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Eugene Botkin
Eugene Botkin
Yevgeny Sergeyevich Botkin

(1865-03-27)27 March 1865
Died 17 July 1918(1918-07-17) (aged 53)
Cause of death Execution by firing squad
Occupation Physician
Olga Botkina
(div. 1910)
  • Sergey Botkin
  • Anastasia Kryloff
  • Aleksandra Khokhlova (niece)
  • Mikhail Botkin (uncle)
  • Vasily Botkin (uncle)
  • Boris Jordan (grand nephew)
Saint Eugene Botkin the Physician
Righteous Passion-Bearer
Venerated in Russian Orthodox Church
Canonized 2016 by the Russian Orthodox Church

Yevgeny Sergeyevich Botkin (Russian: Евгений Сергеевич Боткин; 27 March 1865 – 17 July 1918), commonly known as Eugene Botkin, was the court physician since 1908 for Tsar Nicholas II and Tsarina Alexandra. He sometimes treated the Tsarevich Alexei Nikolaevich of Russia for haemophilia-related complications, like in Spala in 1912.

Following the Russian Revolution of 1917, Botkin went into exile with the Romanov family, accompanying them to Tobolsk and Yekaterinburg in Siberia. He was murdered with the Imperial family by guards on 17 July 1918.

Like the Romanov family, Botkin was canonised in 1981 as a New Martyr by the Russian Orthodox Church Outside of Russia.

In 2000, the Russian Orthodox Church canonised the Romanov family as passion bearers. On 3 February 2016, the Bishop's Council of the Russian Orthodox Church canonised Botkin as Righteous Passion-Bearer Yevgeny the Physician.

Early life and career

Botkin was born in the Saint Petersburg in the Russian Empire, the fourth son of Anastasia Alexandrovna (Krylova) and Sergey Botkin, who had been a court physician ("Leib Medik") since 1870 under Tsars Alexander II and Alexander III. His father is considered one of the founders of modern Russian medical science and education who introduced triage, pathological anatomy, and post mortem diagnostics into Russian medical practice.

Initially home educated he entered the 5th grade of The Second Saint Petersburg Gymnasium. Botkin followed his father in studying medicine, getting his degree at the S. M. Kirov Military Medical Academy on the properties of blood and doing additional studies at the universities of Berlin and Heidelberg (1890-1892, 1895). He served with distinction aboard the St. Georgievsky Red Cross hospital train and wrote notes on the Russo-Japanese War. In 1907 he was appointed as chief physician at Saint George City Hospital in St. Petersburg.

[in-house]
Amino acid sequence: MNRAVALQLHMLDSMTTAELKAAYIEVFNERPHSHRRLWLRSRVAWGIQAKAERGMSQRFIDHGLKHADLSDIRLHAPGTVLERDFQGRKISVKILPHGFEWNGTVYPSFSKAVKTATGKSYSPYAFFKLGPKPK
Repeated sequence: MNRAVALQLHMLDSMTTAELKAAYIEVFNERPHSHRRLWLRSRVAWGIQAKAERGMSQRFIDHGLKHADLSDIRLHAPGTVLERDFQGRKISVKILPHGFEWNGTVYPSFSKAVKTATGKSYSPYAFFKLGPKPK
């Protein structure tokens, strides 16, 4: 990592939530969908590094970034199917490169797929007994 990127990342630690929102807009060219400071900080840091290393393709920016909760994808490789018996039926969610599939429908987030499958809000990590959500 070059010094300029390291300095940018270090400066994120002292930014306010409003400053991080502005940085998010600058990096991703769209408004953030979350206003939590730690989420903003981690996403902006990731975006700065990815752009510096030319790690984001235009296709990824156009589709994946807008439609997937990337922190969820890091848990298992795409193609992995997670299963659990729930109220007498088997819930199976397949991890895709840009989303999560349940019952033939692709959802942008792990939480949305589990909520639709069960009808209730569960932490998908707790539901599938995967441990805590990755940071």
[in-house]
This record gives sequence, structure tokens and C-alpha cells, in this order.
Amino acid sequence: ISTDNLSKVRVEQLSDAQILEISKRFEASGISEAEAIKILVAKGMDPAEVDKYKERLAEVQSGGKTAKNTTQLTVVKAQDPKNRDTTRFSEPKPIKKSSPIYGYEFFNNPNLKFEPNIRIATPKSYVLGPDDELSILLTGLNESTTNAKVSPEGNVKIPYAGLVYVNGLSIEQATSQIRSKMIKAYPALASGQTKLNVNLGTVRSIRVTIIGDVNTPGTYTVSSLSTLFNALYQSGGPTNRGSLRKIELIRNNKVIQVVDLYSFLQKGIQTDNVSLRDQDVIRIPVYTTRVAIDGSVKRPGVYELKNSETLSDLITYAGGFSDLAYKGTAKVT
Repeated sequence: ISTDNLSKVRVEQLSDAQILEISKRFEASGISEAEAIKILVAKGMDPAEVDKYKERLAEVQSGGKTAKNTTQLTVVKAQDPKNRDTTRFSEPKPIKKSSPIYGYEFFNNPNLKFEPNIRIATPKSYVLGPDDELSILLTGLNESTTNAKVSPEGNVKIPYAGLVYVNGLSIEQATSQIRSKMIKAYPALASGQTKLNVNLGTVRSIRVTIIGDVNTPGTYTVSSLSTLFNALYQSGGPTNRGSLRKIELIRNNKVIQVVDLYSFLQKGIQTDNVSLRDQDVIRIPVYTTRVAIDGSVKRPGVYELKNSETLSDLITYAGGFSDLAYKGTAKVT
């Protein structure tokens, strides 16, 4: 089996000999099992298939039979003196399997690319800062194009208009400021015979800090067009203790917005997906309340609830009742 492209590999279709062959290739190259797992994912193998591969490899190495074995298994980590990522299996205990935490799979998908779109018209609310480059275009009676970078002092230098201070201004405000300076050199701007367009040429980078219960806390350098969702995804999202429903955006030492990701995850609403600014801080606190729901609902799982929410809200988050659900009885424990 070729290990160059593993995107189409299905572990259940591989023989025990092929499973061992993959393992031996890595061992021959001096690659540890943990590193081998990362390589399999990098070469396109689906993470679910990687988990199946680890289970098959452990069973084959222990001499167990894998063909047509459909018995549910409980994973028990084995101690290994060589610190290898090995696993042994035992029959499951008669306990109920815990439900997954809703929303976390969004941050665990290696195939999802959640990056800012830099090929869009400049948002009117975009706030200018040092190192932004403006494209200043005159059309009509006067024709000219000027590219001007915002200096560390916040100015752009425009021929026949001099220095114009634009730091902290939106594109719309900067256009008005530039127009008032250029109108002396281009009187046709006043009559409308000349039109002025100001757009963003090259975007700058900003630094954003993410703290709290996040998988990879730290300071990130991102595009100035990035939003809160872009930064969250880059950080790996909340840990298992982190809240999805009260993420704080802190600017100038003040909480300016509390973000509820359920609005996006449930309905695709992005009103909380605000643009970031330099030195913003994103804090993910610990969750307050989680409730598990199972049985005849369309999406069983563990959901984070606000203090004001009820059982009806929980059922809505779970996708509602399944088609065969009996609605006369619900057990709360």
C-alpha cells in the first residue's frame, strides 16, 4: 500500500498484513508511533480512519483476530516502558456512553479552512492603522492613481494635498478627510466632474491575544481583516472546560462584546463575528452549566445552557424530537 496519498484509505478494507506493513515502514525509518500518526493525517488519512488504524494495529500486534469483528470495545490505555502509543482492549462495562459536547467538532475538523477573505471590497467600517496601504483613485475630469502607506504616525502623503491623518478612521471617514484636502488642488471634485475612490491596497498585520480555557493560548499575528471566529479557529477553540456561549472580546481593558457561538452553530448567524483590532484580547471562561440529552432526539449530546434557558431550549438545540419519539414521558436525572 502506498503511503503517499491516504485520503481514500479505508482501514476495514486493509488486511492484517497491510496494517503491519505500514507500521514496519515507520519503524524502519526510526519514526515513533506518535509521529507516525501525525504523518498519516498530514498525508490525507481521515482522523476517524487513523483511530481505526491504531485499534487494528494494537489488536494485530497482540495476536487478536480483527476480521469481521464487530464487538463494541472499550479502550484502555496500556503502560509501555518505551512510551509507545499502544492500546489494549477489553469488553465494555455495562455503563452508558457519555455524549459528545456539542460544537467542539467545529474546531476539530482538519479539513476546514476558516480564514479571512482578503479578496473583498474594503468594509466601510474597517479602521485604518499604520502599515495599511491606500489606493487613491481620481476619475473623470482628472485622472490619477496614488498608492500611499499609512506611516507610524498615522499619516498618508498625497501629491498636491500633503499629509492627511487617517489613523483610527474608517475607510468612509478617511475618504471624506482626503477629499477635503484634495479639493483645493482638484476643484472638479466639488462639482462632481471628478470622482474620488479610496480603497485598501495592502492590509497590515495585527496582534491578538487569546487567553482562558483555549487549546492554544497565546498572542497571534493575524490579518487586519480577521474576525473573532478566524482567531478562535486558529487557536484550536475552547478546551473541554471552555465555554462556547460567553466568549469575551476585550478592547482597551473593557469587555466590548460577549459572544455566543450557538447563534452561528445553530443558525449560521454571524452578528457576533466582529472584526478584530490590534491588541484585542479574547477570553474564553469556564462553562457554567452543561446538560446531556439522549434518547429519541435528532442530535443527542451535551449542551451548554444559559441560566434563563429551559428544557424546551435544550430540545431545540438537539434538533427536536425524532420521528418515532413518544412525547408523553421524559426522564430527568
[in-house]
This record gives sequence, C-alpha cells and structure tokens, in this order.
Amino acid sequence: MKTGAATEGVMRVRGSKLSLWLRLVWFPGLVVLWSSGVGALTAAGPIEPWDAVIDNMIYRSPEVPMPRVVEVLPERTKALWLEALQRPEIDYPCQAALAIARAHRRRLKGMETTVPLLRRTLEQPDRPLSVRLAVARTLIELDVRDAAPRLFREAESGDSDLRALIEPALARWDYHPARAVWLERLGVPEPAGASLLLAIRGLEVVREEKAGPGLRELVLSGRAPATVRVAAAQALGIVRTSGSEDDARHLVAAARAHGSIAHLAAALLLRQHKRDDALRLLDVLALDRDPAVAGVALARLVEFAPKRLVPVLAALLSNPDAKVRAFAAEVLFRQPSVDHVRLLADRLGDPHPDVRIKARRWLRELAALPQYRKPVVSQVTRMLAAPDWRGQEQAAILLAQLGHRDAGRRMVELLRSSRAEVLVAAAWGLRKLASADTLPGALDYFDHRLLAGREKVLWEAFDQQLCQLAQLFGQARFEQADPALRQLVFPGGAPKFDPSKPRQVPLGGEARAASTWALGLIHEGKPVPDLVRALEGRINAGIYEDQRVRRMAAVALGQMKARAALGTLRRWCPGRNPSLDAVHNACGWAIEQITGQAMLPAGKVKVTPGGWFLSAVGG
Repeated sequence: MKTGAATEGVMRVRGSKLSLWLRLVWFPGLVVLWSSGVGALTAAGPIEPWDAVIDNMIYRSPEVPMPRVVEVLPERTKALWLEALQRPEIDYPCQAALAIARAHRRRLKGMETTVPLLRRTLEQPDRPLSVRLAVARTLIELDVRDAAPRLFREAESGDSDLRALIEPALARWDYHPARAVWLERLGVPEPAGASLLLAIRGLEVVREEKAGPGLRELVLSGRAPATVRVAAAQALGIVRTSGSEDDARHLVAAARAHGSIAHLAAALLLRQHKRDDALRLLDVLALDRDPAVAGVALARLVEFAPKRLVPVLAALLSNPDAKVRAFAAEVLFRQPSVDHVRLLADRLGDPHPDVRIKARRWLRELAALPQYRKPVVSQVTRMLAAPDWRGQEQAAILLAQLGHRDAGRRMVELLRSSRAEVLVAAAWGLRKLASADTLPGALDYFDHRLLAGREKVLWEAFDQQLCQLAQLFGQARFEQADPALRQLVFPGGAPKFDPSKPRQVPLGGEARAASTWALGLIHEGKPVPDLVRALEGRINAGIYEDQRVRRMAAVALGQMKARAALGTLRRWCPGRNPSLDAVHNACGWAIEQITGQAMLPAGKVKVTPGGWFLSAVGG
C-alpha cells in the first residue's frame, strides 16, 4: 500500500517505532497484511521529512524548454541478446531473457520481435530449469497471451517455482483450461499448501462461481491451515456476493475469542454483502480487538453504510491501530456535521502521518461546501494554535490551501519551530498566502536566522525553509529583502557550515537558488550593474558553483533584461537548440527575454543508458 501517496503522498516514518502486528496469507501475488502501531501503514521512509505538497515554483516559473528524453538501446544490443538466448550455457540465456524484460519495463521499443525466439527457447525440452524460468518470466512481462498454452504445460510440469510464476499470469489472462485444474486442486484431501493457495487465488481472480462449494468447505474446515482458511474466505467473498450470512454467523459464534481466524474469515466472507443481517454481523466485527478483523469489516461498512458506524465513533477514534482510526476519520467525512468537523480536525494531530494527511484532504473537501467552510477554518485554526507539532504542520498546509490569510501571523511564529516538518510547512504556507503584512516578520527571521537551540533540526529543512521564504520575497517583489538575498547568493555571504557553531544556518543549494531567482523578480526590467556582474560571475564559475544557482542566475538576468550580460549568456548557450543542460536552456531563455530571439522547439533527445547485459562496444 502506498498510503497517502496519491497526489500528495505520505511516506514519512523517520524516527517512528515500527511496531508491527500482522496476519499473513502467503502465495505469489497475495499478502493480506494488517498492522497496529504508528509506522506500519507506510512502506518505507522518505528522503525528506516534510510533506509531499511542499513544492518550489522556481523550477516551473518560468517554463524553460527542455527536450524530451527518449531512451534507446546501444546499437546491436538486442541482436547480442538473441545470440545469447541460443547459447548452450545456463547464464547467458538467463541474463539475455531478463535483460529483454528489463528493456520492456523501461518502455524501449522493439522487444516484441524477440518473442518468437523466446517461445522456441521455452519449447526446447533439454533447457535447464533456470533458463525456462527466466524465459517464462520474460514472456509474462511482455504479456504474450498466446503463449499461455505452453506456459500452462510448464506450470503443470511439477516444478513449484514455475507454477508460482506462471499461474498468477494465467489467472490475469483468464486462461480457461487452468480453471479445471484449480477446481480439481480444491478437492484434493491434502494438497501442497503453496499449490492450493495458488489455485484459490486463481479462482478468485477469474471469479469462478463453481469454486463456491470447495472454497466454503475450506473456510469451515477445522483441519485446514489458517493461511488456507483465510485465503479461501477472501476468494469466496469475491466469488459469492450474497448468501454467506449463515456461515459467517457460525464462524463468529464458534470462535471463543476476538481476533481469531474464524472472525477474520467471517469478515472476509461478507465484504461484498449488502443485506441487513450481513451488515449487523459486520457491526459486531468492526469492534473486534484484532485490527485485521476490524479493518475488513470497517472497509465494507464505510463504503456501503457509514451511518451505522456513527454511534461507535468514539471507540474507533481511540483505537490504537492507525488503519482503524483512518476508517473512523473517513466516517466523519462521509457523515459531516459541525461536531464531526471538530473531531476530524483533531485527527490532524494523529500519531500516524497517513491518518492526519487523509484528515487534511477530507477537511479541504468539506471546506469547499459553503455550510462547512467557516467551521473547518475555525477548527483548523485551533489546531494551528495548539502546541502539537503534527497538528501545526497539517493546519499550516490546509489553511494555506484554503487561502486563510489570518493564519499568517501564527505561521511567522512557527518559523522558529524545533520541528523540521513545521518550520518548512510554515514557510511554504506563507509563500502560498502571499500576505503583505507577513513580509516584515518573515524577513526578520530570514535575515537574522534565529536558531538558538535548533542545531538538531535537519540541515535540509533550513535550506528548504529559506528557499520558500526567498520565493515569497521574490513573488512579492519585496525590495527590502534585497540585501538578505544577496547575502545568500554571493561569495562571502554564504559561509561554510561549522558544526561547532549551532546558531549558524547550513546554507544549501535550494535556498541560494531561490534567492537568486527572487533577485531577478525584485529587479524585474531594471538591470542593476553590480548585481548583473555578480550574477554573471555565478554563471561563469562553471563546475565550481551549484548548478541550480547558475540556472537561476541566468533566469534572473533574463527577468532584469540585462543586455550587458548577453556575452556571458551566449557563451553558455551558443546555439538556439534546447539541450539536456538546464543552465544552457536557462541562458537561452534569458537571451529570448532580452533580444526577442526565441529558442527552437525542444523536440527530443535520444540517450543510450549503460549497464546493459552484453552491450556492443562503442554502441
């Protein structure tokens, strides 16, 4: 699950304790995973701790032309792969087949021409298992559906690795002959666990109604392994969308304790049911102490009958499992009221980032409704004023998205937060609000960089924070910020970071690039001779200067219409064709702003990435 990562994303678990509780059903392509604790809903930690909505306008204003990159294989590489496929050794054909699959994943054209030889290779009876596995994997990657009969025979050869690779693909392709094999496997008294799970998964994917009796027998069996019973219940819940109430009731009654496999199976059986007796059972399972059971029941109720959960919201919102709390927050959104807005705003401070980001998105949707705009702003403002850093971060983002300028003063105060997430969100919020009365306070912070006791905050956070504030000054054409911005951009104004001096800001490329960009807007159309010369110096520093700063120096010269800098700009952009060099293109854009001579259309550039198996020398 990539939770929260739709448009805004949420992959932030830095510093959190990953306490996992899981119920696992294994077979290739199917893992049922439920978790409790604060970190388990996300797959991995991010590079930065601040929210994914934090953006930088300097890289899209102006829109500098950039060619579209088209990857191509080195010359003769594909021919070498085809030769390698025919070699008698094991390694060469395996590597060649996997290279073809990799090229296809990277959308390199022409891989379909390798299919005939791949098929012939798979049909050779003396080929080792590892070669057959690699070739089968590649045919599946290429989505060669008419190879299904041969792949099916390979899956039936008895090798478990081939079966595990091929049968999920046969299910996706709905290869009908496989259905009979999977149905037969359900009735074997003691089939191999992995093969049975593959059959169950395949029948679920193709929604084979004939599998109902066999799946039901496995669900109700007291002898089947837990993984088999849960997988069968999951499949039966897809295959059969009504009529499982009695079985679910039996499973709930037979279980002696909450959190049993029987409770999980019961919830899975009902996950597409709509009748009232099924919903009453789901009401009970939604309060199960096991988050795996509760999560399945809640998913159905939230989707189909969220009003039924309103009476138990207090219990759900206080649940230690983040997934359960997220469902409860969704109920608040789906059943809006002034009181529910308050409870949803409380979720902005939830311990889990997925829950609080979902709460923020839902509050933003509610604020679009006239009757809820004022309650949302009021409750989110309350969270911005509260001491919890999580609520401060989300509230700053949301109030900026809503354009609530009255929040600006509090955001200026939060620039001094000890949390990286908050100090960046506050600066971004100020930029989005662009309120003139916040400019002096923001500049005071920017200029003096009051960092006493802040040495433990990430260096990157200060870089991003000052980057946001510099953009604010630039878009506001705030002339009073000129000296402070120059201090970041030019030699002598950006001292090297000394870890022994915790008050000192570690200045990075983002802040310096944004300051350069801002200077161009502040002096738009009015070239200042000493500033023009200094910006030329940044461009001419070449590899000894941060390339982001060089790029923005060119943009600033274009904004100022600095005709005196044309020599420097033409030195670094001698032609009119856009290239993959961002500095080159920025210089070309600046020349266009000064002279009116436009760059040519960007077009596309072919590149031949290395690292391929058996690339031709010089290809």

Botkin married Olga Vladimirovna Manuilova in 1891 and had four children, Dimitri, Yuri, Gleb and Tatiana. His marriage broke up under the strain caused by Botkin's dedication to the Romanovs and his long hours at court. His wife, Olga, started an affair with Friedrich (Fritz) Lichinger, a pharmacist and was granted a divorce.

His oldest son, Dimitri was killed in action during the First World War. Botkin became increasingly religious and "developed an increasing abhorrence for the flesh," according to his son Gleb. His daughter Tatiana wrote his memoirs.

Exile and death

Botkin felt it was his duty to accompany the Romanovs into exile, not only because of his responsibility to his patients, the Romanov family but also to his country. Botkin was considered a friend by Tsar Nicholas II. The doctor also often spoke with Tsarina Alexandra in her native German and acted as a translator for her when she received a Russian delegation.

After Botkin and the family were executed, White Army investigators found this unfinished letter by him.

The letter was interrupted when Yakov Yurovsky, the head of the command at the Ipatiev House knocked on Botkin's door. He ordered the entire Romanov party to dress and come downstairs, on the premise that there was gunfire in the town, and they were to be evacuated. But the entire family and their servants (including Botkin who volunteered) were murdered a short time later.

In the early 1990s, after the unmarked gravesite had been discovered and Botkin's remains were examined, he was found to have had bullet wounds on his legs, pelvis, vertebrae, and forehead.

Honours and awards

  • Order of St. Vladimir, 3rd and 2nd classes with swords,
  • Order of St. Anna, 2nd class
  • Order of St. Stanislaus, 3rd class
  • Order of St. Sava, 2nd class
  • Bulgarian "For Citizenship Award"
  • 1981, canonised by Russian Church Outside of Russia as New Martyr.
  • 2016, canonised by the Russian Orthodox Church as passion bearer.

Representation in other media

Botkin features as a character in David Logan's (an Australian playwright) Ekaterinburg. It explores the time in captivity of the Romanovs and their retainers in the Ipatiev House in Ekaterinburg.

Botkin was featured in the 1971 film Nicholas and Alexandra, portrayed by Timothy West; as well as the 1996 television movie Rasputin: Dark Servant of Destiny where he was portrayed by David Warner.

See also

Kids robot.svg In Spanish: Eugene Botkin para niños

  • Romanov sainthood
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